Founders can't actually be generous with stock for their employees. A guy I know and used to work with tried this - he wanted to essentially award stock in the company commiserate with actual amount done, but the VCs who funded him wouldn't let him do that, because it doesn't leave enough left over for them.
posted by tylerkaraszewski at 5:25 PM on January 23, 2013 [1 favorite]

@tylerkaraszewski thanks - I'm really interested in absolute value as well (not just %) - it seems that in the majority of cases equity turns out to be less than a year or twos salary?
posted by tmcw at 5:29 PM on January 23, 2013

At the risk of being crass, I will throw out some hard numbers for you. I worked at E*TRADE, I was employee 300-something. The company had been around for 15 years when I joined, I was eventually making $70k-$100k after my second year and my options were less than .01% of the equity of E*TRADE. I ended up making about $900k from my options. I was employee 100-something at another company which sold for $75-$100M (Don't want to give too much personal info), and had 5% as I was eventually promoted to CEO and made $3-5M from the equity vs. my salary of $200-$250k. I may not be the norm, but equity has been a valuable thing in my experience. That being said, I have experiences like tylerkaraszewski where I was part of a start-up that went public that I was just an engineer at and my equity was worth $400k on paper but worthless by the time my shares were unlocked. Additionally, I've had start-up experiences where my equity was never really worth anything on paper either.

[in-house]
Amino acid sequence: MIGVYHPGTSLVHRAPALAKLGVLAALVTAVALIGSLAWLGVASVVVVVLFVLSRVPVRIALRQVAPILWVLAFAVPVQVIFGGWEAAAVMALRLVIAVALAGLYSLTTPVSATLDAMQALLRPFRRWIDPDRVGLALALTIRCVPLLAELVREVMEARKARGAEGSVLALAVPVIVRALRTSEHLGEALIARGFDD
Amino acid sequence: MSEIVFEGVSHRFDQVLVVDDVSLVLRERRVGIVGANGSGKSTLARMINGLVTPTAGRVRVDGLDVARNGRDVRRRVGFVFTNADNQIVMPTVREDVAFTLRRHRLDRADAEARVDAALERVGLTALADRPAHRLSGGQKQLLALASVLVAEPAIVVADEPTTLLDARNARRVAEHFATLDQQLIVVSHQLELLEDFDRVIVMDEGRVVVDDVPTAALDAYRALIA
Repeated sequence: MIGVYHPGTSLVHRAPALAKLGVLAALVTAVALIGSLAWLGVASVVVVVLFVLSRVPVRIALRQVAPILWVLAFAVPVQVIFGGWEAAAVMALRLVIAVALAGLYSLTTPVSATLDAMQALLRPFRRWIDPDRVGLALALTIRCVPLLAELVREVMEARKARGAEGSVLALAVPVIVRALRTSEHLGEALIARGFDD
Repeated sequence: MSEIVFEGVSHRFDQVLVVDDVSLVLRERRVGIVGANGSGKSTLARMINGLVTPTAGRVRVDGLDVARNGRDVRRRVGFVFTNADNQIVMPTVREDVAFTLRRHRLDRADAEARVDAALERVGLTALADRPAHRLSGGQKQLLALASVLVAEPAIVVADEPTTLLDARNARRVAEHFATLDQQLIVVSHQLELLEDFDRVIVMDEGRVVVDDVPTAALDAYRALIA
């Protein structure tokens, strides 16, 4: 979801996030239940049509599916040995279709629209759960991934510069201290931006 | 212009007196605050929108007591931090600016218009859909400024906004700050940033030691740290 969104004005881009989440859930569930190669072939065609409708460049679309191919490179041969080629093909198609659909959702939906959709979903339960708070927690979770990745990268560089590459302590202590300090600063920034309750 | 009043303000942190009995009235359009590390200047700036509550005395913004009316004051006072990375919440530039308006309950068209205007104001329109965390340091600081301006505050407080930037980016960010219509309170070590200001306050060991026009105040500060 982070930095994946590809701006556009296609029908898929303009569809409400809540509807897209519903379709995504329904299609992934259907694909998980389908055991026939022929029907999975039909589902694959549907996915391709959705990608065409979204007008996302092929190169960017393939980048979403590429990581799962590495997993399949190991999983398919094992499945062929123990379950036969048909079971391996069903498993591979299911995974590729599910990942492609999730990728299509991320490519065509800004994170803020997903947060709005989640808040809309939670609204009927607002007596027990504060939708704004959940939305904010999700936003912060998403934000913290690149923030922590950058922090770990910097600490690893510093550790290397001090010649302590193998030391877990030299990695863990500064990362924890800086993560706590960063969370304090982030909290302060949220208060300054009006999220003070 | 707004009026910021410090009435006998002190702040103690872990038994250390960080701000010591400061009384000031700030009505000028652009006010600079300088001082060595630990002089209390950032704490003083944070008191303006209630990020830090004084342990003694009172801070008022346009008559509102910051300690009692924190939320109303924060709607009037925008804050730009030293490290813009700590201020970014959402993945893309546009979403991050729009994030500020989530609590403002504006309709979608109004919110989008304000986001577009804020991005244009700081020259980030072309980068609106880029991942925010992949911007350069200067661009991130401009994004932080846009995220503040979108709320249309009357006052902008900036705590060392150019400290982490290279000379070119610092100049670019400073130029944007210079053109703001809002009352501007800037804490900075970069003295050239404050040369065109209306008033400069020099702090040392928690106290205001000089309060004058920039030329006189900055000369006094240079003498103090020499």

posted by ill3 at 5:36 PM on January 23, 2013 [4 favorites]

Like the above folks, I've been at startups where the stock was (eventually) worth zero, and others where I did just fine. The value of the stock depends on at least two factors: 1) whether the company is doing well and is expected to do even better in the future as a business, and 2) whether a larger company or investors would very much like to own your company, either for its business or for strategic reasons (to benefit themselves, or to prevent benefit to their competitor).

In my experience at tech companies, the percentage of stock you might get relative to when you started is not a linear function, but more a function of what round of funding the company is at.

As a founder, you can be generous, but if you've taken VC funding, the slice of stock (and the control you have over issuing it) is generally greatly reduced. Also as a founder with an eye on being acquired, you have to budget your stock to leave room for future hires.
posted by zippy at 5:47 PM on January 23, 2013

I've been out of the startup world for almost 10 years, but I can address the last question some more.

Mature companies these days usually don't give options. Google, Microsoft, etc have all phased out options and give, as tylerkaraszewski says, restricted stock. This is just stock that vests over time, you're taxed on the value of the stock when it vests (usually by reducing the # of shares you actually receive), and from then on its just stock you hold.

Typically this is "refreshed" every year by a small amount, so at any given time you always have stock vesting several years out. This way theres always a disincentive to leaving (if you only got a hire grant, after a few years you wouldn't have this).

For me, it's been common to have about 1.5-2x my salary in outstanding stock. I typically sell stock as it vests so as not to be too concentrated in my employer.

So for big companies, its usually a nice extra amount, enough to be a real consideration in terms of compensation / leaving / etc but not life-changing.

Most startup grants will end up the same way --- if you're not a founder, having 1 or 2 % after dilution would be a lot is my understanding. So even if the company sold for $100M (which is a LOT), you'd get $1M before taxes. You could easily be foregoing that much salary, though, compared to something like Google, so it's only going to be in extreme cases where you're going to make significantly more via startup stock --- either an Instagram level deal or if you're a founder.
posted by wildcrdj at 5:52 PM on January 23, 2013